Individual mental health agencies throughout the country can also apply for grants, such as those provided by Vibrant and Emotional Health, the nonprofit that has administered the Lifeline since it was founded, in 2005. These grants will help public and mental health agencies throughout the country develop operations and infrastructure related to 988.
Are All 50 States Prepared for the Next Steps?
Despite 988’s quickly approaching rollout date, many have doubts that its full potential will be realized right away across the United States.
With states calling the shots on how 988 will operate in their jurisdiction, there’s been a “disjointed rollout,” says Benjamin Miller, PsyD, a clinical psychologist and the president of Well Being Trust, a philanthropic organization dedicated to improving U.S. mental health.
Much of the planning needed to ensure that enough counselors and local services, such as mental health care centers, are available to all callers hasn’t happened in many states, as indicated by NAMI’s 988 Crisis Response State Legislation Map, which updates each state’s 988-related progress in real time.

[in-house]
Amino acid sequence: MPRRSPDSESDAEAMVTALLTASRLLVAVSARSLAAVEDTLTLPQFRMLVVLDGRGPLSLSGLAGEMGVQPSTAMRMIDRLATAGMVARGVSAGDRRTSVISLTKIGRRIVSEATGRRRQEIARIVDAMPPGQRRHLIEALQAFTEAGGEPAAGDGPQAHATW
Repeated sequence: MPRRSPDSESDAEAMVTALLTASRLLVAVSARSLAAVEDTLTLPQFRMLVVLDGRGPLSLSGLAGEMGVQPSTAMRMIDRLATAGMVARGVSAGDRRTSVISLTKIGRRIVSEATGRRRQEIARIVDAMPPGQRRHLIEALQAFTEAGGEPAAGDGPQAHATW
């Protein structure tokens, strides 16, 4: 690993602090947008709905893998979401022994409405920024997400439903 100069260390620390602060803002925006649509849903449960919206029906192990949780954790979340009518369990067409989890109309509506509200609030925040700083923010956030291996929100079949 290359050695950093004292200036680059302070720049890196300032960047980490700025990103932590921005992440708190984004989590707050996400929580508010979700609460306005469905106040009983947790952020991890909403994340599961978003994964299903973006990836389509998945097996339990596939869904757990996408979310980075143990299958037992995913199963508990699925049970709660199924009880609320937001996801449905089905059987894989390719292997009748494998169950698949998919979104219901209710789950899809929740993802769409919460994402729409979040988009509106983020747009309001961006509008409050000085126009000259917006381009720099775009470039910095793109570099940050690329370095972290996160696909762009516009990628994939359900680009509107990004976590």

“There’s been a wildly inconsistent approach to preparing for  rollout. Some states are further than others, but really the funding is one of the biggest pieces,” says Dr. Miller, who collaborates regularly with NAMI and other mental health organizations as part of the CEO Alliance for Mental Health, but was not part of the 988 development or rollout.
A Rand Corporation report published in June 2022?interviewed 180 state, regional, and county behavioral public health program directors (who oversee the continuum of emergency mental health care in their jurisdictions and some of whom have been involved in planning for 988) about their programs’ preparedness for 988; only 48 percent of the respondents had short-term crisis stabilization programs, and only 28 percent had urgent care units available for mental health emergencies.
Furthermore, 51 percent said they weren’t involved in developing a strategic plan related to launching 988, and only 16 percent said they developed a budget to support operations related to 988.
Only four states — Colorado, Nevada, Virginia, and Washington — have enacted comprehensive funding plans, and another nine states have enacted partial funding plans as of July 1, according to the Crisis Response State Legislation Map, which tracks whether states have passed legislation to establish funding and programming. Some other states have legislation pending.